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Security guards in Hawaii will be required to obtain a high school diploma or equivalent, be free of any psychiatric or psychological disorders that might impact their work and complete a nationwide FBI background check under new legislation known as ACT 208, according to KITV News.
Under current Hawaii regulations, security guards are only required to have an eight-grade education before being deployed to a job site, the article says.
The new law also requires all present and future security guards to complete an eight-hour course at one of seven community college across the state, which will be followed by a written exam and four hours of on-the-job training. Those who pass the course will continue their training with four hours of classroom time every year, or eight total over a two-year period.
Kauai Police Chief Darryl Perry, also a member of the Board of Private Detectives and Guards, believes that the new requirements will help law enforcement work more effectively with security guards, who are often used as witnesses in police investigations, KITV says.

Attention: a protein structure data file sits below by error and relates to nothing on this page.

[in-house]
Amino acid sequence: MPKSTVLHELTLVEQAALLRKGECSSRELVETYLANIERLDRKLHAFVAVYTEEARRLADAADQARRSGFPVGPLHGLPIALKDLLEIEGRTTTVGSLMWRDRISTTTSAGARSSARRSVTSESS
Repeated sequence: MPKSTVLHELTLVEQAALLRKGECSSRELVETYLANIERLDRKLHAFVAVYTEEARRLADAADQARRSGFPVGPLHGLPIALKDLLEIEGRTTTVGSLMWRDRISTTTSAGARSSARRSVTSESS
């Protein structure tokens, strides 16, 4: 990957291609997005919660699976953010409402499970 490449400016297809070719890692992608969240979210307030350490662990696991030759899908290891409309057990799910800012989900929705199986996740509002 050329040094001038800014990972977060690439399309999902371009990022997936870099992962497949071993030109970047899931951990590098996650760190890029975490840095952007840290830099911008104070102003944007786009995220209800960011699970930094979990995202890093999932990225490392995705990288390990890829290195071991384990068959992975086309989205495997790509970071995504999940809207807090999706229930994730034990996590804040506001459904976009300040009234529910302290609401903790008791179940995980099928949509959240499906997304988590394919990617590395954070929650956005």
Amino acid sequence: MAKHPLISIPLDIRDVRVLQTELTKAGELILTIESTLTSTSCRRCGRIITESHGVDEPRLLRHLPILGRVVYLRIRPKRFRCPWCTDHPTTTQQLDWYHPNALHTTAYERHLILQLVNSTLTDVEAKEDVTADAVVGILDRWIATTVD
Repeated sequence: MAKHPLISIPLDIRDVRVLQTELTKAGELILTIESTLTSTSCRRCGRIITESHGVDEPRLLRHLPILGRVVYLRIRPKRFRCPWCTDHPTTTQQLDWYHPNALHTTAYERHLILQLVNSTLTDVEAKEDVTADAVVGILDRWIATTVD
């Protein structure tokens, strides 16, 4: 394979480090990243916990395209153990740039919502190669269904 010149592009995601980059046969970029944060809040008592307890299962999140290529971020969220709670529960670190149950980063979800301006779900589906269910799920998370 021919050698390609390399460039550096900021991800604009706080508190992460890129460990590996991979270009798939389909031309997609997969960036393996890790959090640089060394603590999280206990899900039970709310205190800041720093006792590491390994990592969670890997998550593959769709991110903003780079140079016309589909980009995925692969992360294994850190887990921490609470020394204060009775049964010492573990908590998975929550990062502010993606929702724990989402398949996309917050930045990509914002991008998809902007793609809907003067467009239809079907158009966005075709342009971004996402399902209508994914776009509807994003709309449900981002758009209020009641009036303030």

In 2010, the Hawaii Department of Labor and Industrial Relations estimated the number of security guards in the state at 10,700. The actual number, KITV reports, may be much greater when including bouncers, loss prevention officers and private security guards who work at condos and home associations.
The new law is scheduled to take effect July 1, 2013. The training course curriculum is not yet finalized, but it's estimated that community colleges will charge $40 for the classroom instruction time, or about half a day's pay for a typical security guard. It is not yet decided whether the employees will pay for the training themselves, but the new mandates are expected to increase the cost of doing business for security firms that contract services to government and private entities throughout Hawaii.